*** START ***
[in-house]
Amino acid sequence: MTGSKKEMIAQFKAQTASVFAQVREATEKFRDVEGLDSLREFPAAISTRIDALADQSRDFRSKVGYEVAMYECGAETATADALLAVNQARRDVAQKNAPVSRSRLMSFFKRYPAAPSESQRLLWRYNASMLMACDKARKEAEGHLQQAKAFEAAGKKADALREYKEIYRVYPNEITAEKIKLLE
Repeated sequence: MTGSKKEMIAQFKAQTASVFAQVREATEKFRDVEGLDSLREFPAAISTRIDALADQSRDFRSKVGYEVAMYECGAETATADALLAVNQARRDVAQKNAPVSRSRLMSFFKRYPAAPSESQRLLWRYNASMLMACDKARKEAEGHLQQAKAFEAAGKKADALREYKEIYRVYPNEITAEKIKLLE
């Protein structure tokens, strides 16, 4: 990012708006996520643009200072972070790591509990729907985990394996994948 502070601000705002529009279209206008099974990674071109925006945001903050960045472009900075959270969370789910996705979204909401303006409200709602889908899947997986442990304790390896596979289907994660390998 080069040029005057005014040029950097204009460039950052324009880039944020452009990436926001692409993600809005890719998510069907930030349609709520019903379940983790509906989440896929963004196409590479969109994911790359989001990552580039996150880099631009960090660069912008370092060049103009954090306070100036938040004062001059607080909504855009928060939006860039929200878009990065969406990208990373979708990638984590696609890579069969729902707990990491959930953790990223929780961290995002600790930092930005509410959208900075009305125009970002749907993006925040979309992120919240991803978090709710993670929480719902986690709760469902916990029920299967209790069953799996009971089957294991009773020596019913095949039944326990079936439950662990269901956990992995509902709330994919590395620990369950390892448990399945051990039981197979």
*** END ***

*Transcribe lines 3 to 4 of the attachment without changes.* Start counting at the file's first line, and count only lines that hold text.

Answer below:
Repeated sequence: MTGSKKEMIAQFKAQTASVFAQVREATEKFRDVEGLDSLREFPAAISTRIDALADQSRDFRSKVGYEVAMYECGAETATADALLAVNQARRDVAQKNAPVSRSRLMSFFKRYPAAPSESQRLLWRYNASMLMACDKARKEAEGHLQQAKAFEAAGKKADALREYKEIYRVYPNEITAEKIKLLE
């Protein structure tokens, strides 16, 4: 990012708006996520643009200072972070790591509990729907985990394996994948 502070601000705002529009279209206008099974990674071109925006945001903050960045472009900075959270969370789910996705979204909401303006409200709602889908899947997986442990304790390896596979289907994660390998 080069040029005057005014040029950097204009460039950052324009880039944020452009990436926001692409993600809005890719998510069907930030349609709520019903379940983790509906989440896929963004196409590479969109994911790359989001990552580039996150880099631009960090660069912008370092060049103009954090306070100036938040004062001059607080909504855009928060939006860039929200878009990065969406990208990373979708990638984590696609890579069969729902707990990491959930953790990223929780961290995002600790930092930005509410959208900075009305125009970002749907993006925040979309992120919240991803978090709710993670929480719902986690709760469902916990029920299967209790069953799996009971089957294991009773020596019913095949039944326990079936439950662990269901956990992995509902709330994919590395620990369950390892448990399945051990039981197979």